I used to be very involved in CrossFit and while I have come to accept that I will likely not do CrossFit again, I am not ready to accept that I cannot do Olympic lifts or full-body weightlifting. Maybe somewhere in the back of mind, I knew this was coming, and maybe that’s why I haven’t been in much of a hurry to return to working out…
Yesterday, I decided to join a Gold’s Gym near my office. We are members of our local YMCA and it’s reopened partially after flooding during Hurricane Harvey, but I haven’t gone back yet. We get 3 hours of fitness time per week from work, and I prefer to do it during the work day to break up the monotony. My timing means that the Y isn’t the best option for me, so I have been doing things on my own (walking, yoga, nothing complicated). My “routine” has become boring, so I decided to change things up by joining the gym!
Apparently the rule at Gold’s Gym is you have to get a fitness assessment in order to get your membership card to work out on your own. I also got a couple of training sessions and a free month of a group training class from my membership. I didn’t really need those, but paying more up-front (to lower my monthly rate) came with these “perks”.
I went for my assessment today and it was quite disheartening. I will admit that I gave the fitness manager a pretty hard time because I’m stubborn and set in my ways. He was a good guy and as the appointment went on, I realized he had no ulterior motives for everything that he was saying. I just didn’t like what he had to stay – more precisely, I don’t want to believe what he had to say.
I was much better with the feedback on my weight and body fat than the reality that was presented to me. It’s easier to accept “bad” news that you know you can do something about instead of disappointing news that you just need to accept.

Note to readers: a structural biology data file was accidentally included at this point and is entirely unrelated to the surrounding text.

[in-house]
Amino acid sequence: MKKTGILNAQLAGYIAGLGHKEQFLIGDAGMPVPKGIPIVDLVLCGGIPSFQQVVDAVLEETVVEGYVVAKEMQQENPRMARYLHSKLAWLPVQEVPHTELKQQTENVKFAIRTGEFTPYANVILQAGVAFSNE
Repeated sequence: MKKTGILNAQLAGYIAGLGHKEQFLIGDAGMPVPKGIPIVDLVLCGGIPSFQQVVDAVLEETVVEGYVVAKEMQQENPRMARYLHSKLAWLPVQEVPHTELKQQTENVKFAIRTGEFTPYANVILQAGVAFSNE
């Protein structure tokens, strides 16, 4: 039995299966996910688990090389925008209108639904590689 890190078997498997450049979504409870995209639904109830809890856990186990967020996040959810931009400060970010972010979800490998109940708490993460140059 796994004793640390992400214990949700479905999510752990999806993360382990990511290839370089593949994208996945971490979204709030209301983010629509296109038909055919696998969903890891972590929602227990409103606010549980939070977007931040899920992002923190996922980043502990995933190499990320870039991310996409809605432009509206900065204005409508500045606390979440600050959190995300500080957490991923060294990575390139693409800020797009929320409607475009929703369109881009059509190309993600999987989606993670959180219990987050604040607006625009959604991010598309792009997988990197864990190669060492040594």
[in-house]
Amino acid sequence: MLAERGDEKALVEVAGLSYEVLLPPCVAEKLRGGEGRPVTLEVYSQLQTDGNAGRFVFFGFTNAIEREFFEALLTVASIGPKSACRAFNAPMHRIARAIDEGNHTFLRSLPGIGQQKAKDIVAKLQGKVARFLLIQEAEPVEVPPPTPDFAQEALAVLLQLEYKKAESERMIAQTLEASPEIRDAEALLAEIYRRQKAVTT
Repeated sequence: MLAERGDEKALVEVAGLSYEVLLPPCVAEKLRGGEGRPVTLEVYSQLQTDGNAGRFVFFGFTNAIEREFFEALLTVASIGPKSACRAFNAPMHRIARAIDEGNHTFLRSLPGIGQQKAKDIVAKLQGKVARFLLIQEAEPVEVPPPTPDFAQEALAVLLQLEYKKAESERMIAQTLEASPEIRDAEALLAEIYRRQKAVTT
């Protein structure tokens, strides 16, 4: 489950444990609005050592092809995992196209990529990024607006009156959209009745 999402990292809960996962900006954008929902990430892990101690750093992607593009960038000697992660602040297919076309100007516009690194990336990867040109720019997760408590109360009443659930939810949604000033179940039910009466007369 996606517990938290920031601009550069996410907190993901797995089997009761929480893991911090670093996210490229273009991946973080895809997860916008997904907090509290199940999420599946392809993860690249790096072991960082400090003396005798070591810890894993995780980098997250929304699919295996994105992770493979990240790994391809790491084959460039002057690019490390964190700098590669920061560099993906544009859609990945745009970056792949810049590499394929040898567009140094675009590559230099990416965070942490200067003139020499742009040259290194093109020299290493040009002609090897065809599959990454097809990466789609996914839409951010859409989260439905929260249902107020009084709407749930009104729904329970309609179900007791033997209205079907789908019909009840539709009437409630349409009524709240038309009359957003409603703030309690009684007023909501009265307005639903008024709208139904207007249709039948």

At the beginning of the meeting, I filled out a form that asked about my problem areas, training experience, and health conditions. I made it clear that I wasn’t looking to become a personal training client and that I was knowledgeable about training. I was honest about my physical issues related to my lower back, but knew I could overcome that.
The fitness manager than asked me questions about my nutrition and my exercise plans. I answered honestly about my eating habits and told him that I wanted to do barbell training utilizing whole-body exercises. That didn’t go over well and progressed into a long discussion on lower-back issues, the evils of CrossFit, and the fact that I will cause additional injury from doing that form of training. Contrary to what the fitness manager likely thought, I listened, I just don’t want to hear that I cannot do those things – like ever again.
I get that I have to start off slow and rebuild the supporting muscles. I don’t plan on lifting heavy, but I do like the efficiency of compound exercises. I understand the importance of core work and high intensity training and intend to do that as well. I just love barbell lifts and I’m good at them. My body is great at building muscle and I am strong (well, not currently, but I gain strength pretty easily)! I am not ready to consider myself as “injured” and as a result, have to modify workouts. Maybe one day, but not now. I want to be young and fit, able to do all of the crazy things I enjoy
…except CrossFit. I have already come to terms with the fact that I will not do CrossFit anymore. My back and my bladder have issues with that and I’ve accepted it. I am just not willing to accept that I can’t lift the way I know my body can lift.
I’m not mad at you Mr. Golds Gym Fitness manager, and I’m not going to hurt myself. I did listen and take in every word you said… I enjoyed our time together and my “assessment”. I just don’t like being told what I can and cannot do! I hope I can prove you wrong.